Wastewater pollution can occur during the washing and rinsing of components. Rainwater run-off can also pick up contamination. Because of the high energy nature of the batteries, catching fire is possible and therefore recycling facilities may have cooling or fire extinguish run-offs in the drainage water.

The wastewater will contain a mixture of components of electrolytes, coatings, and cleaning agents, so contamination is measured in terms of overall chemical oxygen demand (COD) levels.


In battery production or recycling, organic solvents or electrolytes that had been evaporated are condensed and fed back into the production. However, with increasing efficiency of that process, less mock-up solvent or electrolyte will have to be employed. This may lead to an eventual enrichment of impurities in the circulated organics, which in turn can have a negative impact on the product. Activated carbon is known to effectively remove impurities in organic solvents like aromatic or halogenated compounds.

The hydrometallurgical separation of Lithium from the heavy metals via hydroxyl precipitation leaves a Lithium sulfate containing brine with organic impurities from the electrolytes, fluorine or phosporus-containing decomposition products measured as TOC, total organic carbon. Filtration of that solution with Activated Carbon before further processing has been proven very promising.

Advantages of DESOTEC solutions

Battery production and recycling are fast-changing and –growing sectors. Technology is continually improving, making it possible both to electrify transport fleets, and to recover increasing amounts of precious components from spent batteries. Knowledge of the carbon footprint of products and operations and compliance within so-called performance categories is clearly mandated in the amendment proposal of the EU Battery directive.

At DESOTEC, we support this sector, and are already supplying filters to two European battery production and recycling facilities. Our filters are ideal for sites that are under pressure to get up and running as swiftly, smoothly and safely as possible. Moreover, we offer low carbon footprint activated carbons and through reactivation of the used activated carbons have clear and reportable visibilities on the carbon footprint of your emission cleaning and product purification step.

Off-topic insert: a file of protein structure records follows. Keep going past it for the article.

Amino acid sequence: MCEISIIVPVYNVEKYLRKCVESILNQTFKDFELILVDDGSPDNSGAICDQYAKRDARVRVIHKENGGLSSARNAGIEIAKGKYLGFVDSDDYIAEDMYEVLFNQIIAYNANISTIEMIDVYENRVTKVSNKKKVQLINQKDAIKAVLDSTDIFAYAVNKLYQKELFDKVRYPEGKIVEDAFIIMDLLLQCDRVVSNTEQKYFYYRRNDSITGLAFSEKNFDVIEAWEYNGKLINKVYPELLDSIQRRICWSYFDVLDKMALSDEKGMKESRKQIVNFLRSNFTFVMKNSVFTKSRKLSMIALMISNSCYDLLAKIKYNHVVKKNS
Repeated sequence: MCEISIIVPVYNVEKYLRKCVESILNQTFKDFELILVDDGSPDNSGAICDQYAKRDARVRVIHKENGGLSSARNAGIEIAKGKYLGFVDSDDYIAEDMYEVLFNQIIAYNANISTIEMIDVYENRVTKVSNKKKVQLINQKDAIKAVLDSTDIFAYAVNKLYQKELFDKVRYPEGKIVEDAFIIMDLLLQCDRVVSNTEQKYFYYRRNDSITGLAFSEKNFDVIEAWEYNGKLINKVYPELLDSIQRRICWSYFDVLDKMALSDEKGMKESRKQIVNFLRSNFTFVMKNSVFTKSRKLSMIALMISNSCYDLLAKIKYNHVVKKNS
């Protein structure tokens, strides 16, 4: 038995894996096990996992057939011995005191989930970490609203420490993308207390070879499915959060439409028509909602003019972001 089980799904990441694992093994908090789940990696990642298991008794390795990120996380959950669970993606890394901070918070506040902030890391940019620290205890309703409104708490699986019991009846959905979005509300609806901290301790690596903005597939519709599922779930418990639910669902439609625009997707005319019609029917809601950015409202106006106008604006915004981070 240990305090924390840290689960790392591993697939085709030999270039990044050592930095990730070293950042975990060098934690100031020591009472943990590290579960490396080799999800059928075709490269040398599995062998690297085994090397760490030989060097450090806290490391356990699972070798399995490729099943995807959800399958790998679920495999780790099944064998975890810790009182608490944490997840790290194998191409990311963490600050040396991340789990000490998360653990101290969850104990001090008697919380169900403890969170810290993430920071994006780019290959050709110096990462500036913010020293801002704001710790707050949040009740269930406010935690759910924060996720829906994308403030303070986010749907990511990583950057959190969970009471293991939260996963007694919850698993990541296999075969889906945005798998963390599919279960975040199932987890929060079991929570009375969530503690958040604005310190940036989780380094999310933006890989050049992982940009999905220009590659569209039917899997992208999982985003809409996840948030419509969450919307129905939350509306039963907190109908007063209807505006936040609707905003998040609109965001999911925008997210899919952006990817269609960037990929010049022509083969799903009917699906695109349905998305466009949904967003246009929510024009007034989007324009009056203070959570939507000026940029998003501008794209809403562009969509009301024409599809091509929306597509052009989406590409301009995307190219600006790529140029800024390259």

Our filters are mobile, so can be installed very quickly. Many alternative technologies, like regenerative thermal oxidisers (RTOs), require several months of planning and engineering, and can be subject to supply chain delays. By contrast, the lead time for our filters is usually a couple of weeks, or sooner in urgent cases. Our varying filter sizes allow for ideal use of space at the customer’s premises. Moreover, volatile prices of natural gas may pose a risk on the operating cost of thermal oxidation treatment systems.

Our filters start working straight away. Activated carbon is a straightforward technology: if contamination is present, the filters will adsorb it. Unlike some alternative technologies, it does not require a steady flow to operate efficiently, so is ideal for new factories where production might stop and start. Once the factory is running smoothly, the filters can be optimised if necessary.

DESOTEC handles all waste, so companies can focus on production. Filter exchanges are simple, and can be carried out with no production downtime. Our technicians then transport the spent carbon away from the customer’s site in the closed filter unit, making for a safe and hassle-free process. It is reactivated at our facilities in Belgium, closing the loop and boosting sustainability. DESOTEC has knowledge of the carbon footprint of all products. As a result, you are future proof for EU’s 2024 requirement of carbon footprint reporting with our mobile filters.